MCN Blogs
Ray Pride

By Ray Pride Pride@moviecitynews.com

TIFF’s “VOD Killed The DVD Star” (1’03″04)

An “Industry Dialogue” with IFC Films’ Jonathan Sehring, Winnie Lau (VP Sales and Acquisitions, Fortissimo Films), Edward Burns, Tom Quinn (RADius-TWC) and Philip Knatchbull (Curzon Artificial Eye). From TIFF’s catalog description: “The last year has seen numerous independent films gross just as much or more through video on demand as through theatrical release. With independent filmmakers such as Edward Burns releasing films exclusively through VoD, and distributors such as Magnolia Pictures and the Weinstein Company’s Radius increasingly moving to multi-platform strategies, VoD seems poised to replace DVD and theatrical as the main distribution channel for independent films. Join Radius-TWC Co-President Tom Quinn, independent filmmaker Edward Burns and other industry experts for a discussion on how to properly position your film in the marketplace and maximize the potential of this burgeoning platform.”

One Response to “TIFF’s “VOD Killed The DVD Star” (1’03″04)”

  1. Sarina says:

    This is tragic, because VOD is no different from straight to video. Movies are no longer allowed the timespan to grow an audience in theatres.

    I much prefer DVDs, because I like to collect films.

Leave a Reply

Movie City Indie

Quote Unquotesee all »

Who are the critics speaking to?
Nobody seems able to answer the question of how you can make theatre criticism more appealing, more clickworthy. One answer is to be a goddamn flamethrower every week, be a bombthrower, to write scorched-earth reviews. Just be completely hedonistic and ego-driven in your criticism, become a master stylist, and treat everything in front of you onstage as fodder for your most delicious and vicious language. That’s one road. And people may enjoy your writing. The thing that’s sacrificed is any sense of a larger responsibility, and any aesthetic consistency. I don’t think anyone is following that model right now—just being a complete jerk.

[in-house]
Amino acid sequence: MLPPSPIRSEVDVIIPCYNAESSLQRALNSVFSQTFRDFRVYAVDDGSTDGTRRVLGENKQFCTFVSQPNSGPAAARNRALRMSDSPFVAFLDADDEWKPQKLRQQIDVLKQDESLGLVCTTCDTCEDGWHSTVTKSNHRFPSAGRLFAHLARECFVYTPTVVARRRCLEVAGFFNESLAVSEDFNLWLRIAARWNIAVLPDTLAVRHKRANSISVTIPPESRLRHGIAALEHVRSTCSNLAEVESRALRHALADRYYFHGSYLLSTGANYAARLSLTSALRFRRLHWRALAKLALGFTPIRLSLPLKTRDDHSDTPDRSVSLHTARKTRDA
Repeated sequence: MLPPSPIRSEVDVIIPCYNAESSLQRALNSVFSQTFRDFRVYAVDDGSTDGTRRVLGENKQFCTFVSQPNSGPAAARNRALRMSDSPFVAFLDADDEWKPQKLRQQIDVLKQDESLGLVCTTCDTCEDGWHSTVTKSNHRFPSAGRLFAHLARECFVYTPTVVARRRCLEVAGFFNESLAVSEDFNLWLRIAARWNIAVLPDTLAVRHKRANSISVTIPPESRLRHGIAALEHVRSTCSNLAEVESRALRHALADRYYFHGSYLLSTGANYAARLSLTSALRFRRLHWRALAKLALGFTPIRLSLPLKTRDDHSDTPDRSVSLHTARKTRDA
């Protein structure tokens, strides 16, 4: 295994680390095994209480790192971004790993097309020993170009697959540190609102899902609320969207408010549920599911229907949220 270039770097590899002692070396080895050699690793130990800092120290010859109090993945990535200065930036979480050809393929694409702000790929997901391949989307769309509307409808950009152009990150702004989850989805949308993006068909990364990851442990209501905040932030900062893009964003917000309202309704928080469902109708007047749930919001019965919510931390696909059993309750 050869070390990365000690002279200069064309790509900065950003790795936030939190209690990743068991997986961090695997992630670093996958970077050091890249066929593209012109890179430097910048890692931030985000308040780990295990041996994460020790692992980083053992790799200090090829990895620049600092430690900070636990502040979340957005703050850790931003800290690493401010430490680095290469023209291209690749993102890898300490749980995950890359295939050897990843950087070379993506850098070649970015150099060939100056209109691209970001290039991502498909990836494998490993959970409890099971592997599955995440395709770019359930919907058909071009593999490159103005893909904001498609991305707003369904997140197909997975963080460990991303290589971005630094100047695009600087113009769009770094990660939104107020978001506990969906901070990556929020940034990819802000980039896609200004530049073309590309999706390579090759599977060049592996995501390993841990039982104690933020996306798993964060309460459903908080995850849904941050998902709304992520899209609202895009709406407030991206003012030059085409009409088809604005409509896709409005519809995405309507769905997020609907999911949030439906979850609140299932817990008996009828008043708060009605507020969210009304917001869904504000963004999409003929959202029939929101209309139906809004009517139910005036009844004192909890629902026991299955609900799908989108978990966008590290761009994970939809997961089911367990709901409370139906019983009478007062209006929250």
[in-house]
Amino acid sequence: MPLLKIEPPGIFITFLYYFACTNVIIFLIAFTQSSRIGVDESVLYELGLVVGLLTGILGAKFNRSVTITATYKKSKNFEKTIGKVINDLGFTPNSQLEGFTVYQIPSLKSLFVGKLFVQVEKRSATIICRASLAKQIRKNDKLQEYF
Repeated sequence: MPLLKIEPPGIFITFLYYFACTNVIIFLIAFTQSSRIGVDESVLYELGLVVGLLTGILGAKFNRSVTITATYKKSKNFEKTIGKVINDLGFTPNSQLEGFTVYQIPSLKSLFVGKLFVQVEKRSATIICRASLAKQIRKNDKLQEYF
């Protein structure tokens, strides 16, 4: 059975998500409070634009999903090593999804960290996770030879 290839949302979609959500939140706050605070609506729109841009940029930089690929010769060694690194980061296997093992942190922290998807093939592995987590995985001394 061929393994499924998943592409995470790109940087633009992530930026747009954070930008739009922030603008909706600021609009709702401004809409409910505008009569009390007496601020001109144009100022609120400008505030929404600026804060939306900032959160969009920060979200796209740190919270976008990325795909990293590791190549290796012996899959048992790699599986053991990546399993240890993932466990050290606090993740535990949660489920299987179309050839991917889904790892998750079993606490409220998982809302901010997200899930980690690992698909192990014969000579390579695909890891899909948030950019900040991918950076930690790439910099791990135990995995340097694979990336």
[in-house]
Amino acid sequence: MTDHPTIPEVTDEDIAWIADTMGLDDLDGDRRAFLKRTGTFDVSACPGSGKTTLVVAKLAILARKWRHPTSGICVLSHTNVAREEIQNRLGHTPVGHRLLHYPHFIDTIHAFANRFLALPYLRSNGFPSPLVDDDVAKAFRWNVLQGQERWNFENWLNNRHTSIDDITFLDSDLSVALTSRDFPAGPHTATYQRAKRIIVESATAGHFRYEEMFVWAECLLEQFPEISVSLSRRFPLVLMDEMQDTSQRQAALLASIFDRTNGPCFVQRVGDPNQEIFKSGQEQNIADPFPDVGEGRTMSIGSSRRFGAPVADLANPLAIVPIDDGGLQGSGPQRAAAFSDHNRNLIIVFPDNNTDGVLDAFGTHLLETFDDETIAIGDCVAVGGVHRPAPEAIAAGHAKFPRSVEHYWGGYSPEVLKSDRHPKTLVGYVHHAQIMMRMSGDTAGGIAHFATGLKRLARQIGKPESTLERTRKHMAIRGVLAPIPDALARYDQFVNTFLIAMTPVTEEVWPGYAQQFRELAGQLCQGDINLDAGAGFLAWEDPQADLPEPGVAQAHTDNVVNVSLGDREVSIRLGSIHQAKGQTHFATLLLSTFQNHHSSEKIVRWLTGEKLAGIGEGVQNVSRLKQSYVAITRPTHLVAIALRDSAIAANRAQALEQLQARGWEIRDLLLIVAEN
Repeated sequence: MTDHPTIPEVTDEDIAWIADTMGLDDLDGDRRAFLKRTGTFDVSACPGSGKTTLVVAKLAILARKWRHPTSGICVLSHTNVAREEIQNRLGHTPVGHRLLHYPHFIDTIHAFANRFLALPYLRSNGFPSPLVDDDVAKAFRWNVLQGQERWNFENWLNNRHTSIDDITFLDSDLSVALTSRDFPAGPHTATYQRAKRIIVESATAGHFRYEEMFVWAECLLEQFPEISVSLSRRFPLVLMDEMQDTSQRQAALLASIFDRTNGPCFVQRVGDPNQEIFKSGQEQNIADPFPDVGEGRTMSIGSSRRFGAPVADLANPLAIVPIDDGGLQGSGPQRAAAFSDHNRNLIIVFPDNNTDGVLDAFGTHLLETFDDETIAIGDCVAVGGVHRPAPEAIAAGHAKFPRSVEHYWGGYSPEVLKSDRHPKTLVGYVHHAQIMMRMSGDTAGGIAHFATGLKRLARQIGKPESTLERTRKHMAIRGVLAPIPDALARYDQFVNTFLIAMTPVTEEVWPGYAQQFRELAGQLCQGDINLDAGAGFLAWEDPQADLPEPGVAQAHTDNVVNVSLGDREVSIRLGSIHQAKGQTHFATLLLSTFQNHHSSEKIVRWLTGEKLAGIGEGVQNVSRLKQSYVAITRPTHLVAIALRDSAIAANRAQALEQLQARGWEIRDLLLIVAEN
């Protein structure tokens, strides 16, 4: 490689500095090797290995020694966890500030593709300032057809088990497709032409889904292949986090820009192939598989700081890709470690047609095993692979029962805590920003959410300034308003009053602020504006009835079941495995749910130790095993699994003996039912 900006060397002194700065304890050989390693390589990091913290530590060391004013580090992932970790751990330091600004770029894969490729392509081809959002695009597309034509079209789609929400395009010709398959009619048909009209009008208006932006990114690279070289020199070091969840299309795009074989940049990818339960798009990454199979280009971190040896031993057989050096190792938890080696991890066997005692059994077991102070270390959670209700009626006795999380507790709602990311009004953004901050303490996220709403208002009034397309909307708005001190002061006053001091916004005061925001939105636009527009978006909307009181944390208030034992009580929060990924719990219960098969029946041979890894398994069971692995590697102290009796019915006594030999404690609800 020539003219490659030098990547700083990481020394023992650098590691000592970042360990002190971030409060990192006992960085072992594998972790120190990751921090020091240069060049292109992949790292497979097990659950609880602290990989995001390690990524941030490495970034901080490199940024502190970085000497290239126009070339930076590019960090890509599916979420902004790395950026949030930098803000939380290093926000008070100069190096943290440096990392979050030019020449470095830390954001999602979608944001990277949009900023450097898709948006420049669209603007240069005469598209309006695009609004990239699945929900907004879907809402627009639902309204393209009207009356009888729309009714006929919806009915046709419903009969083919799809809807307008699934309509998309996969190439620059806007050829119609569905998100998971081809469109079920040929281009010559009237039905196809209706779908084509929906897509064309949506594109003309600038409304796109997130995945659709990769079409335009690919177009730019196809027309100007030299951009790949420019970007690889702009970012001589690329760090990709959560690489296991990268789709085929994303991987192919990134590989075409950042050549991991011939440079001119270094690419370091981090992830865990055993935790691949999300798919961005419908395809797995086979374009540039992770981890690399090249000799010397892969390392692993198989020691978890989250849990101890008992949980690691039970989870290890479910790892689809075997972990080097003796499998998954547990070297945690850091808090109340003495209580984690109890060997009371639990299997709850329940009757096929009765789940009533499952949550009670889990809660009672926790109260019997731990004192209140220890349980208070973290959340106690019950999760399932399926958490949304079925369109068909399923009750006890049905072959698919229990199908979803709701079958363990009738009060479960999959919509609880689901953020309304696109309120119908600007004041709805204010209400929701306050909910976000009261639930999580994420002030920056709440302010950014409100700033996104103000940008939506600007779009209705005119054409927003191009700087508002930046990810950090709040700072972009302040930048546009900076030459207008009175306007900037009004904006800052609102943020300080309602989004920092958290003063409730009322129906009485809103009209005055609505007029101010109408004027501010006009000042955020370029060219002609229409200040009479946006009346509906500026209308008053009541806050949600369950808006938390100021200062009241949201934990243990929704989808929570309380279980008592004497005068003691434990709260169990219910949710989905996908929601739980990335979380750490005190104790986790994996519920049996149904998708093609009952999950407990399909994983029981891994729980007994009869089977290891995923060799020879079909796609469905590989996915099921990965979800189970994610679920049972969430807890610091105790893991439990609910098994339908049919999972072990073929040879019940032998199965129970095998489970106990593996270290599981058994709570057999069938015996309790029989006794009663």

Well, Rex Reed is still writing.
Ah. Well, you can also be a standard bearer, and insist that work doesn’t measure up to your high standards. But I think the art makes the standards. I’m not going to sit there and say, “This is the way you do Shakespeare.” I believe that every play establishes its own standards, and our job is to just evaluate it. But everybody’s looking for the formula for how to talk about culture so that people who don’t have any time to read want to read about it. Is there something beyond thumbs-up, thumbs-down criticism? I would hope there’s a way to talk about a theatre event in real time—meaning while it’s still going on—in a way that’s engaging, funny, witty, and evaluates the elements of the thing. But it’s like if you had a friend who was like, “Gee, are you working out? You look great. But that’s a terrible haircut.” Nobody wants that person around.
~ Time Out’s 17-Year Theatre Critic, David Cote, Upon His Exit

“Now I am awake to the world. I was asleep before. When they slaughtered Congress, we didn’t wake up. When they blamed terrorists and suspended the Constitution, we didn’t wake up either. They said it would be temporary. Nothing changes instantaneously. In a gradually heating bathtub you’d be boiled to death before you knew it.”
“The Handmaid’s Tale,” Bruce Miller